THE Clarilawmuir yard of Coltherd Racing was a hive of activity on Monday, July 15, with no fewer than 13 horses patiently waiting their turn to have new shoes fitted by the father-and-son farrier partnership of Stewart and Steven Shiel (pictured left).

The farriers' visit meant that the customary summer break enjoyed by these horses since the end of April is now at an end. Over the coming weeks, trainer Stuart Coltherd and his team will start preparing the horses to return to racing, through a carefully monitored fitness schedule, schooling programme and feed regime.

"For the past couple of months or so they've been enjoying a good lay-off and recovery period out in the fields surrounding Clarilawmuir," said Stuart. "Now it's time to get the horses' shoes back on and begin getting them prepared for the racetrack."

Stuart sets great store by the service and expertise provided by Borders-based farriers S. A. Shiel Blacksmith Ltd.

"Stewart and Steven have been coming here to shoe our horses for over 15 years. They're hard workers, very reliable, and are obviously very important members of the Coltherd Racing team."

For his part, Stewart says he finds the horses at Clarilawmuir a pretty calm bunch, and therefore easy to work with.

"It can sometimes be a bit harder when horses have been freshly brought in after spending a fair bit of time outside," said Stewart. "However, we haven't encountered any problems today and don't really see any difficulties arising."

Stewart and Steven have been working in tandem for the past 22 years, and as well as serving a large number of customers in the central and eastern Borders, also have clients in Northumberland.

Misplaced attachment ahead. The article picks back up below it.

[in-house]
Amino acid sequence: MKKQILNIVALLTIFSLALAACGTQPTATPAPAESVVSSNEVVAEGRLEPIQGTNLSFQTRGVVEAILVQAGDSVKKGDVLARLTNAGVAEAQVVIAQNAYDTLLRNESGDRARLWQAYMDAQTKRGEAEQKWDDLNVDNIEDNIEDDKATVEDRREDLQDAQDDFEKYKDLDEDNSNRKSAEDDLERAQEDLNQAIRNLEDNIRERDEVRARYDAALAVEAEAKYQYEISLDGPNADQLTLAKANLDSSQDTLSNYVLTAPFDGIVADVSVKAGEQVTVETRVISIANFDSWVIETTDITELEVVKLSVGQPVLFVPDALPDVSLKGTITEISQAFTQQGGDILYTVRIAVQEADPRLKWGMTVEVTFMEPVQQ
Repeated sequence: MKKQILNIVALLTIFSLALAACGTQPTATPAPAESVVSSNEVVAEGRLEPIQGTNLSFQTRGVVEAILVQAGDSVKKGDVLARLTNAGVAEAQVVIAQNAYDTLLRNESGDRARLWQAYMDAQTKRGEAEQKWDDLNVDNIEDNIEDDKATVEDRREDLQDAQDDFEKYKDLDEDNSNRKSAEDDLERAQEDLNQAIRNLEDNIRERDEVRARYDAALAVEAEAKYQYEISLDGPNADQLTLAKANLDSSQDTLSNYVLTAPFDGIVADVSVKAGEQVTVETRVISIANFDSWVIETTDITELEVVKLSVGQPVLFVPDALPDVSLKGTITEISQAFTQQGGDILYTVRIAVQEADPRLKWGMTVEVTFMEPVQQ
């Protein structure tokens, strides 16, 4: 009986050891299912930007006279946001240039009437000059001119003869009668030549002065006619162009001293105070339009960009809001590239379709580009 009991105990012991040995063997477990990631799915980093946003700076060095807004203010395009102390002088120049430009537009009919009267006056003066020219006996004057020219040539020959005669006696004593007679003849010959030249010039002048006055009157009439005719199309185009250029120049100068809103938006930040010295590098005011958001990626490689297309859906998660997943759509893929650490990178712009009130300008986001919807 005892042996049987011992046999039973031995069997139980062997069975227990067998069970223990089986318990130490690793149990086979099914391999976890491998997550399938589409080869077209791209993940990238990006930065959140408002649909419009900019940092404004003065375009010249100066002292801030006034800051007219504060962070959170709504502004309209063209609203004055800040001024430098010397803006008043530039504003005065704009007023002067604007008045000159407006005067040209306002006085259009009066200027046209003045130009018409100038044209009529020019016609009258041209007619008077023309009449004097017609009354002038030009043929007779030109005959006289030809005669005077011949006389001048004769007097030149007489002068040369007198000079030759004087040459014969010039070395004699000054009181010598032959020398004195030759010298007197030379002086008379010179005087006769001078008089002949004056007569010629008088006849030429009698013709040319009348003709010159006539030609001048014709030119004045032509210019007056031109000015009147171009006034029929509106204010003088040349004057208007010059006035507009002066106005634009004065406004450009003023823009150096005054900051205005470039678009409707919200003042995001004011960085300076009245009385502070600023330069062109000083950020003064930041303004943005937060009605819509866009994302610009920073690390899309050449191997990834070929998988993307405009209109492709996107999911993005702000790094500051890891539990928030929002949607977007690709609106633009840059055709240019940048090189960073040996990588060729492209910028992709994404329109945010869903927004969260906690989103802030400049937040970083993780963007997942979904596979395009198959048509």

JOCKEY Sam Coltherd and Captain Redbeard did everyone proud in the 2019 Randox Grand National at Aintree. A brilliant jumping display allowed Sam and the 10-year-old gelding to stay in contention right up until the race's final stages, eventually finishing in 16th place out of the 40-strong field.

Back at Coltherd Racing's Clarilawmuir yard, the 20-year-old jockey said the whole day had been an 'unbelievable' experience.

"On arrival you do the course walk and next it's into the stewards room at 12 o' clock. Then, when the horses finally get out on the track, it's all over in a split second - you wouldn't think it's an eight-minute or a 10-minute race.

"I thought as long as I had a wee bit of room the whole way round, I wasn't really worried about my lad jumping," said Sam. "People falling round me was my biggest concern, but luckily we got a clear run after the first and it went to plan.

"He just never quite stayed the marathon trip, but he gave it his all and he's tried his best, so no excuses this time anyway. The support I've had has been unbelievable, and. I'd like to thank everyone for all their good wishes."